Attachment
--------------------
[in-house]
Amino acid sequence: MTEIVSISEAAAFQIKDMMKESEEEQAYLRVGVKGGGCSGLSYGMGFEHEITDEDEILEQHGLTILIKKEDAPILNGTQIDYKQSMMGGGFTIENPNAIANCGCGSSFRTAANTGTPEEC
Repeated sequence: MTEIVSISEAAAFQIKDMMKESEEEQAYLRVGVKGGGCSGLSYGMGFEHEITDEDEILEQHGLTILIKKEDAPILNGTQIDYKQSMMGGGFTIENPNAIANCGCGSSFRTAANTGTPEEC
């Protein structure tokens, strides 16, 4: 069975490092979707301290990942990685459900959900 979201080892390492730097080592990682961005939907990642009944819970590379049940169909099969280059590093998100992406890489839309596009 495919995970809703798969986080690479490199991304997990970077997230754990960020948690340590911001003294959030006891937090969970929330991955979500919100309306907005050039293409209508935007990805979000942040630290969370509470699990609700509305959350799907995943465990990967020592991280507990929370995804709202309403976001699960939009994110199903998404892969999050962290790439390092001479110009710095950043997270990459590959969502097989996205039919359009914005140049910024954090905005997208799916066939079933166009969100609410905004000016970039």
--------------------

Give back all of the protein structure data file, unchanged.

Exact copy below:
[in-house]
Amino acid sequence: MTEIVSISEAAAFQIKDMMKESEEEQAYLRVGVKGGGCSGLSYGMGFEHEITDEDEILEQHGLTILIKKEDAPILNGTQIDYKQSMMGGGFTIENPNAIANCGCGSSFRTAANTGTPEEC
Repeated sequence: MTEIVSISEAAAFQIKDMMKESEEEQAYLRVGVKGGGCSGLSYGMGFEHEITDEDEILEQHGLTILIKKEDAPILNGTQIDYKQSMMGGGFTIENPNAIANCGCGSSFRTAANTGTPEEC
């Protein structure tokens, strides 16, 4: 069975490092979707301290990942990685459900959900 979201080892390492730097080592990682961005939907990642009944819970590379049940169909099969280059590093998100992406890489839309596009 495919995970809703798969986080690479490199991304997990970077997230754990960020948690340590911001003294959030006891937090969970929330991955979500919100309306907005050039293409209508935007990805979000942040630290969370509470699990609700509305959350799907995943465990990967020592991280507990929370995804709202309403976001699960939009994110199903998404892969999050962290790439390092001479110009710095950043997270990459590959969502097989996205039919359009914005140049910024954090905005997208799916066939079933166009969100609410905004000016970039």